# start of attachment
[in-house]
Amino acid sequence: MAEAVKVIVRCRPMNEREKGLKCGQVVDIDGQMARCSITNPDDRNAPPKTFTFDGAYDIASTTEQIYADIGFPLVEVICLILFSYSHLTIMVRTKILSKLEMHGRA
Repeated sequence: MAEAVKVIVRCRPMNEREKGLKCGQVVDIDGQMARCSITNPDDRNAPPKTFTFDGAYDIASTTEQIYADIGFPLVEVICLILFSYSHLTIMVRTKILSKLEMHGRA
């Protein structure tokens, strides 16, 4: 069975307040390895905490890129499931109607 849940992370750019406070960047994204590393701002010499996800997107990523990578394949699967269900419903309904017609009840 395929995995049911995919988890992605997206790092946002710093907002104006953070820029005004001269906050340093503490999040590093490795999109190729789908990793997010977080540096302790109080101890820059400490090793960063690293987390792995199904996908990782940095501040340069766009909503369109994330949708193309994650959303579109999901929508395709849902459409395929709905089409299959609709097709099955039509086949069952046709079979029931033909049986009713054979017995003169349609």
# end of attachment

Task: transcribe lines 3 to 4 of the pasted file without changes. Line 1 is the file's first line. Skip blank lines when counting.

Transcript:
Repeated sequence: MAEAVKVIVRCRPMNEREKGLKCGQVVDIDGQMARCSITNPDDRNAPPKTFTFDGAYDIASTTEQIYADIGFPLVEVICLILFSYSHLTIMVRTKILSKLEMHGRA
């Protein structure tokens, strides 16, 4: 069975307040390895905490890129499931109607 849940992370750019406070960047994204590393701002010499996800997107990523990578394949699967269900419903309904017609009840 395929995995049911995919988890992605997206790092946002710093907002104006953070820029005004001269906050340093503490999040590093490795999109190729789908990793997010977080540096302790109080101890820059400490090793960063690293987390792995199904996908990782940095501040340069766009909503369109994330949708193309994650959303579109999901929508395709849902459409395929709905089409299959609709097709099955039509086949069952046709079979029931033909049986009713054979017995003169349609």